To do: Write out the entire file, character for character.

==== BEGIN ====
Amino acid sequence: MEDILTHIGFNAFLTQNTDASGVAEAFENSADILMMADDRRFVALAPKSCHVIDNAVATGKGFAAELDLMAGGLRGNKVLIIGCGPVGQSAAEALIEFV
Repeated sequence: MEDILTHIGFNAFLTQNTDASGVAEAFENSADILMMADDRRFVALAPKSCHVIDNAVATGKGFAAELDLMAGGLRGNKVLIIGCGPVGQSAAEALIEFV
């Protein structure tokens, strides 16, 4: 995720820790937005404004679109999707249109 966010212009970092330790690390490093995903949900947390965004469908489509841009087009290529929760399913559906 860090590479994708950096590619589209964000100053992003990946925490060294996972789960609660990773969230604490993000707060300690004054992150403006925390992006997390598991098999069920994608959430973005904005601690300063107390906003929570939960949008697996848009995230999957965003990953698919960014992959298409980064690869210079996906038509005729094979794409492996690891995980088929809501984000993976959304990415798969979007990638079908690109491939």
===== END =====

Amino acid sequence: MEDILTHIGFNAFLTQNTDASGVAEAFENSADILMMADDRRFVALAPKSCHVIDNAVATGKGFAAELDLMAGGLRGNKVLIIGCGPVGQSAAEALIEFV
Repeated sequence: MEDILTHIGFNAFLTQNTDASGVAEAFENSADILMMADDRRFVALAPKSCHVIDNAVATGKGFAAELDLMAGGLRGNKVLIIGCGPVGQSAAEALIEFV
């Protein structure tokens, strides 16, 4: 995720820790937005404004679109999707249109 966010212009970092330790690390490093995903949900947390965004469908489509841009087009290529929760399913559906 860090590479994708950096590619589209964000100053992003990946925490060294996972789960609660990773969230604490993000707060300690004054992150403006925390992006997390598991098999069920994608959430973005904005601690300063107390906003929570939960949008697996848009995230999957965003990953698919960014992959298409980064690869210079996906038509005729094979794409492996690891995980088929809501984000993976959304990415798969979007990638079908690109491939």